Those of us who protest about NHS freeloaders meant (a) illegal immigrants, (b) NHS tourists, (c) women popping out an anchor baby. Well, I did.

  18. @Jim
    Biometrics don’t really work like that. They validate a specific challenge against a recorded biometric profile For what you suggest it’d be necessary to compare every individual going onto the database with every other individual going onto the database. For over 60 million people involving heaven knows how many parameters? (Insert very big number here…….)

  19. Thin end of the wedge. They haven’t got the systems to do this…. therefore, they’ll need to introduce the capacity. Then it is all set up, ready to charge all of us.

  20. The systems can surely be created. Probably too hard to do for A&E, but otherwise you produce your social security card when you go for treatment, else you get billed. No need to carry ID all the time, only when you require non emergency treatment.
    It works for insurance, access to airplanes, nightclubs, tobacconists etc.
    As far as A&E is concerned require every visitor to have health insurance to cover this.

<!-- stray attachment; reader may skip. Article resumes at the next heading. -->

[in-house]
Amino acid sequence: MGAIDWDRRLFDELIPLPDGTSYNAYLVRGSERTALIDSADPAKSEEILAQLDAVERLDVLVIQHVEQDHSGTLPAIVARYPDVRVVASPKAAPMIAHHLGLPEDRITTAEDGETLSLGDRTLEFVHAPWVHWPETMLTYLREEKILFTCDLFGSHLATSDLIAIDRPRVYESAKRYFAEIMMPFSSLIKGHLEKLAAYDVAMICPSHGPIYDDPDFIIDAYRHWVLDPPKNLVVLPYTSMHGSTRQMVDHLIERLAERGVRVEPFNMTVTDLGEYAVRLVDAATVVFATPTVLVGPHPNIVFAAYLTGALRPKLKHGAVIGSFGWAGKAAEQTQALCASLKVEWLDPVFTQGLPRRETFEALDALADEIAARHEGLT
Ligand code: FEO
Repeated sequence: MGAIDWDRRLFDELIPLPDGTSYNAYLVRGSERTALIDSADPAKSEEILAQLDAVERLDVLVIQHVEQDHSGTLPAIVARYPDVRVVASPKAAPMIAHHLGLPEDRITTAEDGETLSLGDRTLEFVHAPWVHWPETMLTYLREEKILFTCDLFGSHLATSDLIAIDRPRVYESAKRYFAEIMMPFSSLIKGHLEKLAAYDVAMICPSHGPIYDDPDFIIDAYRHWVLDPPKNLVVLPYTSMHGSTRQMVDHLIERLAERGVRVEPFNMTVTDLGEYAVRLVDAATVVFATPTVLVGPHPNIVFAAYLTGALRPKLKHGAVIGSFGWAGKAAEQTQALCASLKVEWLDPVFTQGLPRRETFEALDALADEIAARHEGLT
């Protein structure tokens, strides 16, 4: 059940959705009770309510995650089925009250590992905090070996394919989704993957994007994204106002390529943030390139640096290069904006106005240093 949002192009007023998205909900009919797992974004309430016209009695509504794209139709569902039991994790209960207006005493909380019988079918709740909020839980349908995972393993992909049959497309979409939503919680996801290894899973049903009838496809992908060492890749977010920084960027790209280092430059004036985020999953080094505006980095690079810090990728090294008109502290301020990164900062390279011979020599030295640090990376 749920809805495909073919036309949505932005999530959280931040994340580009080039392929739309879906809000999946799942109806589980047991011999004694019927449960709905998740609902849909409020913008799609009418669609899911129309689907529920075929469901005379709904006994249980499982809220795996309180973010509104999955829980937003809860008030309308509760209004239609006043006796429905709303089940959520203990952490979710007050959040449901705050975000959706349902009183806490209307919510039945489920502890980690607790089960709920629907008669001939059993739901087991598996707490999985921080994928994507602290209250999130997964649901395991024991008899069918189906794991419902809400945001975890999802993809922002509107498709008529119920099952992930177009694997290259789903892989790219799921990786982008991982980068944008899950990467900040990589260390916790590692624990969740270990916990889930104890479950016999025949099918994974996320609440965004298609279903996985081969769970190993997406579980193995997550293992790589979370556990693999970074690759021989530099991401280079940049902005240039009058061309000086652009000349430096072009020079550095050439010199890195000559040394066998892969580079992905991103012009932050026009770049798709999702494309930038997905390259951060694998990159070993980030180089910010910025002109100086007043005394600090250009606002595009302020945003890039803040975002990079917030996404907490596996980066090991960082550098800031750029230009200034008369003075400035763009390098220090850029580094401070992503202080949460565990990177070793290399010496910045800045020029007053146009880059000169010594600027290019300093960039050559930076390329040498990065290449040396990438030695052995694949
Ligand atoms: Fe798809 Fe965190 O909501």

Free at the point of use is precisely why the NHS is unsustainable, and becoming more so as travel gets easier and cheaper. In 1947 there were to a rough approximation no foreigners visiting the country, now there are lots. Either we recover the cost of their treatment or we go broke.
    Alternatively a charge for all, if implemented, would kill the perception that doctors and nurses are saints- nothing like a bill to make people understand that they are dealing with human beings not angels.
    In fact why not charge everyone and provide a subsidy for the poor enough so they can afford medical insurance?

  21. For over 60 million people involving heaven knows how many parameters? (Insert very big number here…….)

    And the vulnerability to false positives means that the Bayesian probablities of something going seriously wrong asymptotically approach 1 long before you get to 60m.

  22. Excavator Man,

    “The five receptionists stood around chatting – I was triaged by 2 nurses”

    This always annoys me (I saw it at a local health centre with 4 receptionists, 2 doctors). You need as few receptionists as it takes to get patients through to doctors. Doesn’t matter if people are waiting at reception, as long as doctors have patients in the queue. But lots of bits of the NHS seem to be stuffed to the gills with them.

    I had a visit to Virgin Healthcare (via the NHS) where there was no receptionist. Just a board telling us to fill out a form and a nurse with a list of names. I’m sure that meant occasionally that the nurse had to help someone, but almost everyone is going to manage that just fine.

  23. The FBI’s National Crime Information Center has 12 million records and can do 28 million transactions a day. So there are systems out there that can do it. Although it was a long, painful, expensive process to get there.